selected highlights from my archive of 90s activist ephemera and articles. probably due for a revamp.

Thursday, October 18, 2007

More scenes from the papers - No M11

Here you can see a poor photo of one of the most useful barricades - ropes stretched across the street from treetop to rooftop. Very hard to evict people from, and you can't cut the tree down or demolish the house until the occupants have been removed. Sadly the rules aren't always kept to. During the eviction a JCB was used to pull down one net resulting in the occupant falling to the ground from rooftop height and landing beneath the digger blade. Fortunately they only broke an arm, IIRC, but of course not health and safety or criminal charges were brought against the JCB driver who had deliberately set out to injure them.

More scenes from the papers - No M11

Sunday, October 14, 2007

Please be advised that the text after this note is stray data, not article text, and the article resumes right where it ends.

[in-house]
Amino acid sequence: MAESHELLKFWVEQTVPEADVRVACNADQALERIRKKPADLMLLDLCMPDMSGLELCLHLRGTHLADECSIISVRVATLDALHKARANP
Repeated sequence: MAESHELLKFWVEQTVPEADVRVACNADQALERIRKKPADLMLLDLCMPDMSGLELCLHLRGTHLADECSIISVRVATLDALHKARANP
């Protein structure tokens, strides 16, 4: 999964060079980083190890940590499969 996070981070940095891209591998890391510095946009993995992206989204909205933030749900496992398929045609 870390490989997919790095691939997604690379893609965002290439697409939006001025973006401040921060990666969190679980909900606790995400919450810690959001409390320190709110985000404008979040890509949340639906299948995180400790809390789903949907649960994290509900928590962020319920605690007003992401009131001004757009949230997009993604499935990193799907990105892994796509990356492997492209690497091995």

The Battle for Claremont Road

An eerie picture of a cop on the roofs. It took four days to shift the M11 Protesters from the roofs and towers.

The Battle for Claremont Road

Monday, October 01, 2007

...ors take to their bunkers

ors take to their bunkers, originally uploaded by londoninflames.

Once on the street the police were fairly quick about removing those of us who hadn't made it into the houses (or in our case, hadn't tried. Wish I had now, I really do). There were some surprises in store. Whilst most people who sat down were fairly easily moved, though one woman, an elderly local woman who had showed up to act as a first aid volunteer for the protesters was dragged away by two cops, weeping. Ugly shit, though at that time I'd already watched one of our brave boys in blue shove an elderly woman to the ground in the name of protecting democracy from those who wish to have a part of it. That shit stays with you.

We were pushed back slowly, there was no violent resistance, just the usual catcalls and jeers, and a few protesters who sat down or required being dragged away. A few surprised the police, who upon attempting to move protesters apparently lounging on mattresses turned out to be locked into pipes embedded in concrete. Specialist machinery would be required to shift them. Eventually the street was cleared, and the long process of clearing the houses could begin. This would take the best part of a week.

ors take to their bunkers